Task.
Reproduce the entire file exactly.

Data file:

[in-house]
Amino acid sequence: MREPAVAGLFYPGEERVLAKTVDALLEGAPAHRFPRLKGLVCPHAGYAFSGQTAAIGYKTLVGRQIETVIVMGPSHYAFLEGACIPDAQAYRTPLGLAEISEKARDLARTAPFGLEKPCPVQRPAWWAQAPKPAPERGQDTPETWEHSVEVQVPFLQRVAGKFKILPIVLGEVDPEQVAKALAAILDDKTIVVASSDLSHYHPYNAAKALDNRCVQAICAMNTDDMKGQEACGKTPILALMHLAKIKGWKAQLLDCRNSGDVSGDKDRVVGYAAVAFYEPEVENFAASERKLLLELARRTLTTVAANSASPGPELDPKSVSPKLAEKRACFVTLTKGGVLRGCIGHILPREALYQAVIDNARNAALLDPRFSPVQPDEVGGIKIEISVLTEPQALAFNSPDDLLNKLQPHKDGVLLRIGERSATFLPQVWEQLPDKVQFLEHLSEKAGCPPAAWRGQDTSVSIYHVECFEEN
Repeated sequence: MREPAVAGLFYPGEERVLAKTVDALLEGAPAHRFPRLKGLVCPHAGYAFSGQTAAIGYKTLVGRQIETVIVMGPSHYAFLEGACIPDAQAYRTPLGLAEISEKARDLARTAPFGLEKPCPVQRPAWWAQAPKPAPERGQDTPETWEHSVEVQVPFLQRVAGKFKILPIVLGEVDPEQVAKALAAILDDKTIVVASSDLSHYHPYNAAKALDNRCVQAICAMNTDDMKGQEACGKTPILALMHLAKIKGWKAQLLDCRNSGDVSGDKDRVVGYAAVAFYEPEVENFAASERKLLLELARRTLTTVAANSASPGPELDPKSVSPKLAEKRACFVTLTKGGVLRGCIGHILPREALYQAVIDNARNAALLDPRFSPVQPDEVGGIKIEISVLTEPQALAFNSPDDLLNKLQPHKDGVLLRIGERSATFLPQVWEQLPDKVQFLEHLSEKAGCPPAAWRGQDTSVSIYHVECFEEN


[in-house]
Amino acid sequence: MREPAVAGLFYPGEERVLAKTVDALLEGAPAHRFPRLKGLVCPHAGYAFSGQTAAIGYKTLVGRQIETVIVMGPSHYAFLEGACIPDAQAYRTPLGLAEISEKARDLARTAPFGLEKPCPVQRPAWWAQAPKPAPERGQDTPETWEHSVEVQVPFLQRVAGKFKILPIVLGEVDPEQVAKALAAILDDKTIVVASSDLSHYHPYNAAKALDNRCVQAICAMNTDDMKGQEACGKTPILALMHLAKIKGWKAQLLDCRNSGDVSGDKDRVVGYAAVAFYEPEVENFAASERKLLLELARRTLTTVAANSASPGPELDPKSVSPKLAEKRACFVTLTKGGVLRGCIGHILPREALYQAVIDNARNAALLDPRFSPVQPDEVGGIKIEISVLTEPQALAFNSPDDLLNKLQPHKDGVLLRIGERSATFLPQVWEQLPDKVQFLEHLSEKAGCPPAAWRGQDTSVSIYHVECFEEN
Repeated sequence: MREPAVAGLFYPGEERVLAKTVDALLEGAPAHRFPRLKGLVCPHAGYAFSGQTAAIGYKTLVGRQIETVIVMGPSHYAFLEGACIPDAQAYRTPLGLAEISEKARDLARTAPFGLEKPCPVQRPAWWAQAPKPAPERGQDTPETWEHSVEVQVPFLQRVAGKFKILPIVLGEVDPEQVAKALAAILDDKTIVVASSDLSHYHPYNAAKALDNRCVQAICAMNTDDMKGQEACGKTPILALMHLAKIKGWKAQLLDCRNSGDVSGDKDRVVGYAAVAFYEPEVENFAASERKLLLELARRTLTTVAANSASPGPELDPKSVSPKLAEKRACFVTLTKGGVLRGCIGHILPREALYQAVIDNARNAALLDPRFSPVQPDEVGGIKIEISVLTEPQALAFNSPDDLLNKLQPHKDGVLLRIGERSATFLPQVWEQLPDKVQFLEHLSEKAGCPPAAWRGQDTSVSIYHVECFEEN